“One Belt, One Road,” China’s $3 trillion infrastructure-building campaign, could be a windfall for some Western companies and investors.
The high-rise coastal city of Dubai plays host to all kinds of luxury oddities: indoor ski slopes, gold-bar vending machines, vast artificial archipelagoes shaped like palm trees. But six miles inland, something just as unusual, if far less gaudy, is taking shape—the first coal-fired power plant in the Middle East.
The United Arab Emirates, to which Dubai belongs, need to diversify their energy mix. By 2030, Dubai hopes to balance natural gas and solar and get 7% of its energy from coal. Its first step: a massive “clean coal” project. Workers broke ground in early November for a plant expected to be finished in 2023.
In this petroleum-dominated region, there isn’t much coal-power expertise. But that won’t be a problem for Dubai, thanks to help from unusual sources. The nearly $2 billion project is backed by $1.4 billion in funding from the Chinese government and banks and is being built by Chinese construction crews.
Why such largesse for an emirate swimming in oil wealth? Because Dubai is one of the nations China is targeting as part of One Belt, One Road, an ambitious foreign-investment project designed to boost China’s trade and diplomatic ties with more than 60 countries in the Middle East, Europe, and Africa. China is opening up its checkbook for this group of potential allies: It’s committing $1 trillion through the program in the next decade—and as much as $3 trillion over the long term—to huge infrastructure investments, in locations that stretch from China’s coast through the deserts of Xinjiang province and the steppes of Central Asia as far west as Spain and Scandinavia.
Already, nearly $900 billion worth of projects are underway or planned, according to the China Development Bank, and the first ones are almost finished. A $2.1 billion thermal-power plant in Karachi should be completed by the end of next year, just 40 months after construction started.
One Belt, One Road represents China’s biggest overseas spending effort ever, a project that, adjusted for inflation, is at least 12 times the size of the Marshall Plan, the history-changing U.S. program that helped rebuild Western Europe from rubble after World War II. The effort is already seeding power plants, railroads, and pipelines in emerging-market countries starving for such backbone investments. And, notably, it’s sparking optimism among big Western engineering and construction conglomerates that see bigger growth opportunities in these countries than they do in Europe, in the U.S. (even under an infrastructure-friendly Trump administration), or in China itself.
Just as with the Marshall Plan, there’s far more than altruism in play. China’s huge state-owned infrastructure companies, hampered by their own country’s gradual slowdown, need projects that will keep their foundries blazing and their workers paid while the nation makes the transition to a less industrial, more consumer-driven economy. And Belt and Road (as China’s government has rebranded it) helps China earn diplomatic goodwill at a time when the U.S. and Europe appear less willing to invest in economy-building abroad.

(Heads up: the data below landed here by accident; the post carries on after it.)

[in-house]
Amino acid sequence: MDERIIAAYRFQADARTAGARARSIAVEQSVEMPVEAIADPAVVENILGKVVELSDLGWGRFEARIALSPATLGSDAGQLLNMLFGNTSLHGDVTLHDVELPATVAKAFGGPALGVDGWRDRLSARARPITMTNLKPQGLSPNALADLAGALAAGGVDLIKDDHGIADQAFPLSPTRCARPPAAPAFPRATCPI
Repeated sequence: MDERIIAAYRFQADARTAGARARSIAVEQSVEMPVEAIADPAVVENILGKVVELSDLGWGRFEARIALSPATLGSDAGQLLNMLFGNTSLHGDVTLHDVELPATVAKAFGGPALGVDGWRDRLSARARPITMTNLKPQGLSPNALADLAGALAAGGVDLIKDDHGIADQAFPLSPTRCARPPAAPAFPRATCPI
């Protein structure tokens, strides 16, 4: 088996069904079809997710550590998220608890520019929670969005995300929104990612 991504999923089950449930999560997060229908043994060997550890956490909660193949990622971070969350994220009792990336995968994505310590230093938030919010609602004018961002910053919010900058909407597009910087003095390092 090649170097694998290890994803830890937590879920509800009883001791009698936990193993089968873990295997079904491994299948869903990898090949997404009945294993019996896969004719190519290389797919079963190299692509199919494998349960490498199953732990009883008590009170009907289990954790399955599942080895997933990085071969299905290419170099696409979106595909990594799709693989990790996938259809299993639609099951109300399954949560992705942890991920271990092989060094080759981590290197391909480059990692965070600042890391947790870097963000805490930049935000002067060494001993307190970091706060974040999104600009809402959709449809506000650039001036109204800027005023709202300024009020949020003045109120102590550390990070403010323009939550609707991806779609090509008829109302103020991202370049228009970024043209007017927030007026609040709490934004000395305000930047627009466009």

But that doesn’t mean Western companies won’t benefit. At the signing ceremony in July that finalized plans for Dubai’s 2,400-megawatt Hassyan coal project, the Chinese group set to build the plant and the Saudis who will operate it were joined by a partner: an executive from General Electric (GE), standing proudly near a backdrop boasting the familiar blue GE logo. GE staff will be far from bit players here; without their contacts and expertise, projects like the Hassyan plant might struggle to get off the drawing board.
Belt and Road is “a very big deal for GE,” Rachel Duan, president and CEO of GE Greater China, tells Fortune. Her $8 billion division has 23,000 employees whose main business is partnering with Chinese companies across 34 joint ventures in China that manufacture everything from wind turbines to oil pipeline equipment. GE’s biggest customers in China are huge state-owned enterprises, and as those companies go abroad to Dubai and elsewhere, Duan sees GE as just the company to help them; it already has operations in 60 of the 65 countries associated with the Belt project. GE is piggybacking along to the tune of at least $2 billion a year in extra equipment sales—a significant boost even for a company of GE’s scale. “These are hard projects,” Duan says, explaining why Chinese partners are calling on GE. “No single company or single country can pull them off.”
Whether the projects will pay off down the road is an open question: Some critics argue that China is funding them indiscriminately in a global pork-barrel push to build alliances. But in the short run, Belt and Road is creating opportunities for Chinese companies and big multinationals alike—ones that their shareholders can’t ignore.
The New Silk Road
Belt and Road has a historical precedent: the ancient Silk Road that for hundreds of years connected Chinese traders with those in the Middle East and Europe via the Eurasian steppes, Palestine, and Turkey. In an era of wagon caravans and sailing ships, those trading ties did little to extend a then-insular China’s geopolitical clout. But Belt and Road is intended to forge far more binding ties today.